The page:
“Seeds and plant stock widely used in organic agriculture are grown with prohibited materials that violate existing regulations and that jeopardize the credibility of the organic label,” the letter reads. Signed by three growers and the Pesticide Action Network, it added that officials with the National Organic Program at the department “must act with some urgency” to support production of a berry that is sustainable from start to finish.

Berries — including blackberries, blueberries, raspberries and strawberries — present a unique challenge to growers of organic crops. They all go through at least one rotation as non-fruiting nursery plants, and during that stage are fumigated with chemicals including methyl bromide, a soil sterilizer and pesticide known to be depleting the ozone layer.

The letter singles out strawberries, a particularly pest-prone crop and the jewel of California’s fruit basket. The state pumps out crates of the berries by the millions, shipping them across the country and internationally. It also produces the majority of the world’s strawberry nursery plants.

What it lacks is a single organic nursery.

In 1984, California produced the nation’s first commercially farmed organic strawberry, sold out of the back of a truck in Santa Cruz. The owner of that truck, Jim Cochran, who now manages a 20-acre organic berry farm, Swanton Berry Farm, in Davenport on the coast north of Santa Cruz, is one of the letter’s signers.

National regulations require that organic produce be grown for three years without synthetic pesticides. Strawberries in California are grown over a five-year cycle, often starting as nursery plants in the fields of Southern California before being transplanted to the sandy soils of Northern California.Before they begin bearing fruit, virtually all plants — whether they will go on to produce conventional berries or organic ones — are treated with fumigants and other synthetic pesticides.

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From The Corporation.

From California Watch:

California’s former top pesticide regulatory official dismissed safety guidelines suggested by her own staff scientists on the grounds that they were “excessive” and too onerous for the pesticide manufacturer, recently released internal documents show.

In response, the scientists lodged a formal protest, calling the official’s actions “not scientifically credible,” according to the documents released by court order last week.

The documents amount to a “smoking gun,” says Paul Blanc, a professor of occupational and environmental medicine at UC San Francisco. Last year, Blanc helped advise the staff scientists on their evaluation of the pesticide, methyl iodide.

“The decision by the regulatory superiors was not science-based,” Blanc said.

In one of the documents, Mary-Ann Warmerdam, who led the state’s Department of Pesticide Regulation until this year, weighs a recommendation from her staff that farm workers be exposed to no more than a trace amount of methyl iodide per day. The recommendation – intended to protect farm workers from cancer and miscarriage – is “excessive and difficult to enforce,” Warmerdam wrote in April 2010, about two weeks before the department made its recommendation that California approve methyl iodide. If the restrictions on methyl iodide were approved, she wrote, the pesticide manufacturer might find the recommendations “unacceptable, due to economic viability.”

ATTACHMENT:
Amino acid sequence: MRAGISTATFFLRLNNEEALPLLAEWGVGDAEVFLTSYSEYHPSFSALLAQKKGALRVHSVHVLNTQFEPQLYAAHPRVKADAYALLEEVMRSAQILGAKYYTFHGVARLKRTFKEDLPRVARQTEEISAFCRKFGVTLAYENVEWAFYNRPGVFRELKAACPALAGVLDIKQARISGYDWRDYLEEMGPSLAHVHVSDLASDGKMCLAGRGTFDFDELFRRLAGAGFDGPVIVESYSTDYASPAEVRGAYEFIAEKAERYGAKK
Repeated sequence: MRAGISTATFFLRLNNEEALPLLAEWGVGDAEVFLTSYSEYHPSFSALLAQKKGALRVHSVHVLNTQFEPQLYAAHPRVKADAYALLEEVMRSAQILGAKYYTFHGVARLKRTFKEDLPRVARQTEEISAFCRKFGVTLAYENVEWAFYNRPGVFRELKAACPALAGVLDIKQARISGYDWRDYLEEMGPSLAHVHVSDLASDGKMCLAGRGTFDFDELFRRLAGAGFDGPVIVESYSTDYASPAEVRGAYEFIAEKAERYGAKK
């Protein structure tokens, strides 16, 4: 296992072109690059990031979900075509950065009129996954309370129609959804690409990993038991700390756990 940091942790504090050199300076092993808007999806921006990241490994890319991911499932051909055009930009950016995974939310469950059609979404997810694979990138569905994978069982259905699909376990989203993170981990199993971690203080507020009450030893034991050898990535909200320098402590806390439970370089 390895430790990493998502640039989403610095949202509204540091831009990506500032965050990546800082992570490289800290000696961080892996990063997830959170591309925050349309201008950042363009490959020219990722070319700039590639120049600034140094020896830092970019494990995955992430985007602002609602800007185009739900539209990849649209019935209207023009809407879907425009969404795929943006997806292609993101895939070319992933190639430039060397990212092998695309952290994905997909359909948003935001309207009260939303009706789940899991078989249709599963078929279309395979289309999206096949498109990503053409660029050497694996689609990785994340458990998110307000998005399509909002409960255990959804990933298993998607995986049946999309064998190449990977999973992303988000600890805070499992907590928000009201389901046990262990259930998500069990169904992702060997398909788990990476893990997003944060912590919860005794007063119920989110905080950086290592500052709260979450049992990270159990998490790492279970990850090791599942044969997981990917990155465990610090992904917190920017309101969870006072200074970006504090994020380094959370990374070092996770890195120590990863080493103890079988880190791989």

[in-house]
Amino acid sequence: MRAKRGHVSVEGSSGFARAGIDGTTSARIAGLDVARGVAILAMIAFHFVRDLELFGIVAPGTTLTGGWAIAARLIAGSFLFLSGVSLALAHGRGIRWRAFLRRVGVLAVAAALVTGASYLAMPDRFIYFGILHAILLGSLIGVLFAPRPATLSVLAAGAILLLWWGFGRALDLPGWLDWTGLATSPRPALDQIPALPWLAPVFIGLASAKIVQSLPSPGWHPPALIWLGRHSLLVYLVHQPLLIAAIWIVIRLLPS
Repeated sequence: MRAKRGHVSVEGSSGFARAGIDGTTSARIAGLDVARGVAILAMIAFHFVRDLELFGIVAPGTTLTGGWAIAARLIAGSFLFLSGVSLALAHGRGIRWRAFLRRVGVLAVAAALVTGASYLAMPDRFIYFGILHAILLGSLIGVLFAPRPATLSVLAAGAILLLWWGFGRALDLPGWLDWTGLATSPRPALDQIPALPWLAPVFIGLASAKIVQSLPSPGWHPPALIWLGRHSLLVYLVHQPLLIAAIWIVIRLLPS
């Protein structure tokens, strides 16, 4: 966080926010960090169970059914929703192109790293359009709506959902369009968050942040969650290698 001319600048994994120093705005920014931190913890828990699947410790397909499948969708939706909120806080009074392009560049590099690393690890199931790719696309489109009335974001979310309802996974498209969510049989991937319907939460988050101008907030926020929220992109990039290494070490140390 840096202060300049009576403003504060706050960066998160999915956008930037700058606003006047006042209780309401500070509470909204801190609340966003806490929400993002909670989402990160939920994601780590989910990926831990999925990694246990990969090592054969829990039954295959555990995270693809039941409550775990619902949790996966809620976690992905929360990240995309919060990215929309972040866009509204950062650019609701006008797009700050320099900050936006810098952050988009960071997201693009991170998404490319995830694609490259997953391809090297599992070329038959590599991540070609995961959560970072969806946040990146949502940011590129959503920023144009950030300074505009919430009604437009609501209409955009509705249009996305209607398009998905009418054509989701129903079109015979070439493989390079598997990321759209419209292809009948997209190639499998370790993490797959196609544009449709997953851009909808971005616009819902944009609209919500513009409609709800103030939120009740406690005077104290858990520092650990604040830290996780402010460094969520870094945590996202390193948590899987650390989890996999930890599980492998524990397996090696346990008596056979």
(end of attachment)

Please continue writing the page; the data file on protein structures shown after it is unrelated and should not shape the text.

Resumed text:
“(Warmerdam’s) method was to consult with the pesticide manufacturer and determine what was acceptable to them, and then decide on what an acceptable level of exposure was,” said Susan Kegley, a consulting scientist for the Pesticide Action Network, a group suing the state.

Department spokeswoman Lea Brooks declined to comment on the documents, citing the pending litigation. “It is inappropriate to try this case in the media,” Brooks said.

Warmerdam resigned from the department in January. Gov. Jerry Brown has yet to appoint a successor.

Methyl iodide was approved in December 2010, at the tail end of the Schwarzenegger administration. It’s a chemical fumigant used primarily by strawberry growers. A coalition of environmental and farm-worker groups has sued the state to try to ban the chemical.

As part of the suit, the groups asked the Department of Pesticide Regulation to release documents explaining how the agency decided to approve the chemical. The plaintiffs wanted to know how the agency had settled on exposure levels more than 100 times higher than what scientists within the agency believed were safe.

When pressed for documents that might reveal the agency’s rationale, Warmerdam declined to release them, citing the “deliberative process” exemption, which allows government agencies to keep the thought process behind a decision private. A public records act request filed by California Watch and KQED QUEST elicited the same response.

Earlier this month, a judge disagreed, ordering the department to release the documents, which plaintiffs shared with reporters on Thursday.

“DPR has an obligation to explain to the public the basis for its decision,” said Earthjustice attorney Greg Loarie, who is representing the plaintiffs. “The public has every right to know that DPR approved methyl iodide over the objections of its own staff scientists.”

That rift between scientists and regulators first became public last year, in an e-mail exchange unearthed by KQED QUEST and California Watch’s Public Records Act request. In the e-mails, two staff toxicologists – Lori Lim and Ruby Reed – said they had not been part of the decision to approve methyl iodide, and they stood by their original work.